Urged to spill the beans
15 August 2006
By Andy Hampson
Darren Campbell |
Darren Campbell insists he has no personal issues with Dwain Chambers despite his anger at losing two championship medals following his team-mate's drugs ban.
On Sunday, Campbell refused to join Chambers and the rest of Great Britain's 4x100m relay team on a lap of honour after winning gold at the European Championships, claiming it was "inappropriate".
The 32-year-old had been unhappy at the inclusion of Chambers in the team in Gothenburg following the completion of his two-year ban for doping.
A Britain team that included Campbell were stripped of their 2002 European gold just six weeks ago following Chambers' admission he was using designer steroid THG as far back as those championships.
The team had already lost their 2003 world silver medals after Chambers returned a positive test the following year.
Campbell felt it would have been hypocritical to celebrate with Chambers, who he now feels has a duty to expose the people who introduced him to performance-enhancing substances.
Campbell said: "It is not a personal attack on Dwain. I made it very clear from the outset I don't think Dwain was solely accountable."
"He was taken to America and got embroiled in something. He owes it to the sport to expose them."
"If he came out and helped the sport and made sure no-one else got involved in that situation, how could I not respect him for rectifying his error?"
Campbell, a member of the Olympic-winning relay team two years ago, admits that as he felt so strongly he could have chosen not to run altogether but does not feel he should have denied himself another medal.
He added: "At the end of it all I will never, ever get those two medals back but I will always do my best for my country."
"Everyone that knows me knows that I am full of morals but for the first time in my life I was in a situation I did not know how to handle."
"It was a situation where to do it was to lose another medal. I honestly believe if I hadn't have run we wouldn't have won the gold medal. I did what I did but then I didn't then do the lap of honour. Not doing the lap of honour was the hardest decision of my career."
Campbell also denied he had a problem with another member of the team, Mark Lewis-Francis, and was happy to shake his hand along with that of Marlon Devonish.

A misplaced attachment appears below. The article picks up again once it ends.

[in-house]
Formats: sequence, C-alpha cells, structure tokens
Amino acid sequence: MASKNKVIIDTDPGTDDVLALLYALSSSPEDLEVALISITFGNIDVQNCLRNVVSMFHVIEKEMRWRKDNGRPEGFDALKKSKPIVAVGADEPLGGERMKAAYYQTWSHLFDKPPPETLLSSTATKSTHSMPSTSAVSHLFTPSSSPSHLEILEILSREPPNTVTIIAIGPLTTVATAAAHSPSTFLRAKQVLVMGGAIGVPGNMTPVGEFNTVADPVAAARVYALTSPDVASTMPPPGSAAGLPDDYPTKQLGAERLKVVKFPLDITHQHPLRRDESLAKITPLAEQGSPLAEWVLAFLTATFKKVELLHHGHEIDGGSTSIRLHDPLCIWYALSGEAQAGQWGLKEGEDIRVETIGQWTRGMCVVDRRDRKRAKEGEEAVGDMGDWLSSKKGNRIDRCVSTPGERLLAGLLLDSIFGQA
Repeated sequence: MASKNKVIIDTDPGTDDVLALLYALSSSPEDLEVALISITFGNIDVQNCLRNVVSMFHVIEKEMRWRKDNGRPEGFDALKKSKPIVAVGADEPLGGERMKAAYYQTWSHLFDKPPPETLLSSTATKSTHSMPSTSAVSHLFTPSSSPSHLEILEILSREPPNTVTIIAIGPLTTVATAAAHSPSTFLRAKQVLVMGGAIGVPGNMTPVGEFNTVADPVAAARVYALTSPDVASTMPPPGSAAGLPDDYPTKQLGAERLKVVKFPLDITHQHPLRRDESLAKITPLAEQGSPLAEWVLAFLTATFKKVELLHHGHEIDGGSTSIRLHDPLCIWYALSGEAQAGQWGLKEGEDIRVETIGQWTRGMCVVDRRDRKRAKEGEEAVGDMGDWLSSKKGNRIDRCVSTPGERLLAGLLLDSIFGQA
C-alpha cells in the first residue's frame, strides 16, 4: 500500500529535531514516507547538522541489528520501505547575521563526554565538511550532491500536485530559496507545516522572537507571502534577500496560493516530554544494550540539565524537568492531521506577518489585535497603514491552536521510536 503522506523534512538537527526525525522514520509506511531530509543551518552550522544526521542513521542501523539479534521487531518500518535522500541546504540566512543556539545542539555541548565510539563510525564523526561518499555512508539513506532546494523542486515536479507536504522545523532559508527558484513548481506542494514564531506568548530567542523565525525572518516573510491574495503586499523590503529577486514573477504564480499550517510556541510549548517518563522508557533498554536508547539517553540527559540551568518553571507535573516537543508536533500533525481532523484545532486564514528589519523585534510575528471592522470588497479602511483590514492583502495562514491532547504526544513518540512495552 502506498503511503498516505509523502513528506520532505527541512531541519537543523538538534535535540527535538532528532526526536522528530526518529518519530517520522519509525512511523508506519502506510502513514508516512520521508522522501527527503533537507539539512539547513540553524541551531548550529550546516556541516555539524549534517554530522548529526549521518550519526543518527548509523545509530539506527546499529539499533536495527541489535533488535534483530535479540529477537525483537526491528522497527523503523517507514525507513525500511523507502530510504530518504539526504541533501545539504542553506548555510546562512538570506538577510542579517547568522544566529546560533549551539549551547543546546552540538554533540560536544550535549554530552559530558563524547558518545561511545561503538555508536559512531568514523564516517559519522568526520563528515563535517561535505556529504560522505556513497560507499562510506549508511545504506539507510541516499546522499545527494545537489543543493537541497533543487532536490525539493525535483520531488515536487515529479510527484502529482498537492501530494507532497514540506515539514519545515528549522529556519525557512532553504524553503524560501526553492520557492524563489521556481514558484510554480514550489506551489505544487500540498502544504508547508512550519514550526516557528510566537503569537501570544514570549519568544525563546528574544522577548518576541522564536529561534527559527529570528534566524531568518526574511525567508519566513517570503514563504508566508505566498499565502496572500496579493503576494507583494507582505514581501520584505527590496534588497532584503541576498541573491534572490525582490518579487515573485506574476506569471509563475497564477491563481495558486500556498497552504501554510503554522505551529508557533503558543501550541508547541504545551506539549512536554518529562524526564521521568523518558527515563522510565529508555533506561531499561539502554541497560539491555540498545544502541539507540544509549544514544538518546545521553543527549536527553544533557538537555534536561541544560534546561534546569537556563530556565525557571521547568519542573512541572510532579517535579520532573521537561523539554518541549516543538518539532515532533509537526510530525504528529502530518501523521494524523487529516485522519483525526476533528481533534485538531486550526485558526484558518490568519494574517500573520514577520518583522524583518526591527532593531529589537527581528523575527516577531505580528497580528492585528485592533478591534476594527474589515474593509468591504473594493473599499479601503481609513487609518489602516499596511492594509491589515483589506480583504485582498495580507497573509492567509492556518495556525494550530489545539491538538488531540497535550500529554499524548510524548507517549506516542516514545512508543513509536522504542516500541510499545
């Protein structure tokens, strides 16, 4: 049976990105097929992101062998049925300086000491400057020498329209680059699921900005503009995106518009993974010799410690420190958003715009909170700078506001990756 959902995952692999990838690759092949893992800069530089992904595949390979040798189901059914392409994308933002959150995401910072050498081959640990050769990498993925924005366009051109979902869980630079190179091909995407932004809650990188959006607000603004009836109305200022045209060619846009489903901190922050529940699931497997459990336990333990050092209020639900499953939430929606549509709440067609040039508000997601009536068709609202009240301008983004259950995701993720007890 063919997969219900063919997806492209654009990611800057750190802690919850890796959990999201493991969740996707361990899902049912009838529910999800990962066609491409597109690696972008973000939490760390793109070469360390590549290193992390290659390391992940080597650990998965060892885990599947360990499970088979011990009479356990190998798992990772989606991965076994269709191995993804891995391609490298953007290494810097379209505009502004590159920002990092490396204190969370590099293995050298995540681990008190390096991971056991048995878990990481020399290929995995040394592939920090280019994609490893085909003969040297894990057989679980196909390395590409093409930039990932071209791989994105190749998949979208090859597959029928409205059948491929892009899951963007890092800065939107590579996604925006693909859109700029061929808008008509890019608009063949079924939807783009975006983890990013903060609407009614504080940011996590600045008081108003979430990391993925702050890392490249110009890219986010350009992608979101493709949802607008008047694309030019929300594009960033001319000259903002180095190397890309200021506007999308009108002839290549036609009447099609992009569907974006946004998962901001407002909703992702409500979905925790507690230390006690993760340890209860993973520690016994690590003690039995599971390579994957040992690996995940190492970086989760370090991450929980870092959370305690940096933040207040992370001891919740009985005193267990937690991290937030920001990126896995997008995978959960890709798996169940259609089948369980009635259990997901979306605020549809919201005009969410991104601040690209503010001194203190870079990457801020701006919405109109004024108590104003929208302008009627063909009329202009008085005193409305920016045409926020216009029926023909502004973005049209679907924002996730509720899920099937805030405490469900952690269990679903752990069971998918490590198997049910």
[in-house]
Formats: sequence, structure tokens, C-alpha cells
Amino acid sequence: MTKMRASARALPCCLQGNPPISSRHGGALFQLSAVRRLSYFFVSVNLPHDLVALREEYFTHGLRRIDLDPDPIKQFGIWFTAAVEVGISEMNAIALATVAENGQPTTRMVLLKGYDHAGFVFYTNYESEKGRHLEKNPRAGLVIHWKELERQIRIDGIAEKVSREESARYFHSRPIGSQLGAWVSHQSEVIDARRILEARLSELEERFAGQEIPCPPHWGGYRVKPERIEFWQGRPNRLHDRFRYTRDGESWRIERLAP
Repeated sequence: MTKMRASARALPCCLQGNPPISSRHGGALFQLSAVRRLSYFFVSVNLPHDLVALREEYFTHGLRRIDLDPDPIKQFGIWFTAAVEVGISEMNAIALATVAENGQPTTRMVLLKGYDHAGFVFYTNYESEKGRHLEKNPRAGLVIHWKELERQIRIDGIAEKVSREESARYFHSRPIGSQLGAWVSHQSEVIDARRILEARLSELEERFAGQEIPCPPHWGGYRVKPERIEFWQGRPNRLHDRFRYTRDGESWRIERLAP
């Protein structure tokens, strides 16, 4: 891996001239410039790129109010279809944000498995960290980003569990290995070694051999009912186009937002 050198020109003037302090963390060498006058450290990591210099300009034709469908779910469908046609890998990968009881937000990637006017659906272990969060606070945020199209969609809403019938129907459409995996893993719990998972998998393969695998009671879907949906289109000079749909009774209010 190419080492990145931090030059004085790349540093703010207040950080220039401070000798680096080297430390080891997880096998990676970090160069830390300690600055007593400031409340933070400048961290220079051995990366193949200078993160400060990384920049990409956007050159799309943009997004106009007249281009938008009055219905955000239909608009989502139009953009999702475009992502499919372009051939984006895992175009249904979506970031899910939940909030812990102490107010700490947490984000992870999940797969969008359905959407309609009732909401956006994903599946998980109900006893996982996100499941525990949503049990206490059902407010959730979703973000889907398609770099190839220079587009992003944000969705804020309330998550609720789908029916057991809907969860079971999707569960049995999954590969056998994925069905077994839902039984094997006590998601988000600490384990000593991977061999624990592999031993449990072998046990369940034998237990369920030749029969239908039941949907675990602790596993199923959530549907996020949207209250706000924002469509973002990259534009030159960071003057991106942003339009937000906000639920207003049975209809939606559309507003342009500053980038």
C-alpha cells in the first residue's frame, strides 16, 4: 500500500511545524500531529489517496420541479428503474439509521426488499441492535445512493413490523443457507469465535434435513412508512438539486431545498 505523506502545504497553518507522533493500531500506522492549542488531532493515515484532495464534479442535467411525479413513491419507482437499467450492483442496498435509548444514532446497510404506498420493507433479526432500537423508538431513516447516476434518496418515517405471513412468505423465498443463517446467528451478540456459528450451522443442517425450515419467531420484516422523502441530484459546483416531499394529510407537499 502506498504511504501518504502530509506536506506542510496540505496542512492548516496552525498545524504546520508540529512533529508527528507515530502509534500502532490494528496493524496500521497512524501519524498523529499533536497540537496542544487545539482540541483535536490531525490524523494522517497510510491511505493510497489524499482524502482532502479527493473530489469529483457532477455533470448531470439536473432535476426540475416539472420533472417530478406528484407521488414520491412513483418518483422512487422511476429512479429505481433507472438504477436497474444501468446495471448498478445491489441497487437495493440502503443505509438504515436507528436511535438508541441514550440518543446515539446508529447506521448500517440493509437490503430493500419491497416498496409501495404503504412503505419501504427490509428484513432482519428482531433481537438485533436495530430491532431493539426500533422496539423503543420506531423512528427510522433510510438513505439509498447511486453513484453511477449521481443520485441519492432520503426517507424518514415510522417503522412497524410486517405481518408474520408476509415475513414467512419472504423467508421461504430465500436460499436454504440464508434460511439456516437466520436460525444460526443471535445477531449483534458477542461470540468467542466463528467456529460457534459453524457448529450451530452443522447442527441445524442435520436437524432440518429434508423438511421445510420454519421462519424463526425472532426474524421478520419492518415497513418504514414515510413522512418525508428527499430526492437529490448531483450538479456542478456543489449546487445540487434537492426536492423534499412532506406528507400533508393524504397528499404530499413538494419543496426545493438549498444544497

Lewis-Francis failed a drugs test for cannabis last year but avoided a ban after successfully claiming he had not taken the drug deliberately. He said: "He went through bad times. I am proud of Mark Lewis-Francis because he kept his nerve and kept his head and brought us home to the gold medal."
Campbell revealed that he took a break from athletics earlier in his career because of the disgust he felt after being offered drugs.
He said: "The first time I was offered drugs was when I was 21 and I retired from the sport."
"I never told anyone why, but that is why. I didn't want anything to do with it. That is why I played football."
"That was my decision. It is one of the subjects in life that is close to my heart and I don't want young athletes getting involved in those circles."
Campbell also dismisses suggestions that his stance is hypocritical because he is coached by former Olympic champion Linford Christie.
Christie tested positive for nandrolone after retiring from the sport.
"If I honestly believed Linford Christie was a cheat, Linford Christie would not be my coach," Campbell added.
"Everybody needs to take the glasses off and look at the facts regarding Linford Christie."
"Linford Christie tested positive for nandrolone competing in a competition two years after he retired."
"He was there to wave at the crowd. If he hadn't been there to wave to the crowd he wouldn't have got involved in this problem."
Campbell is now expected to announce his retirement in the coming days. He is travelling to Beijing to work with young athletes at the World Junior Championships this week and will reveal his decision in due course.
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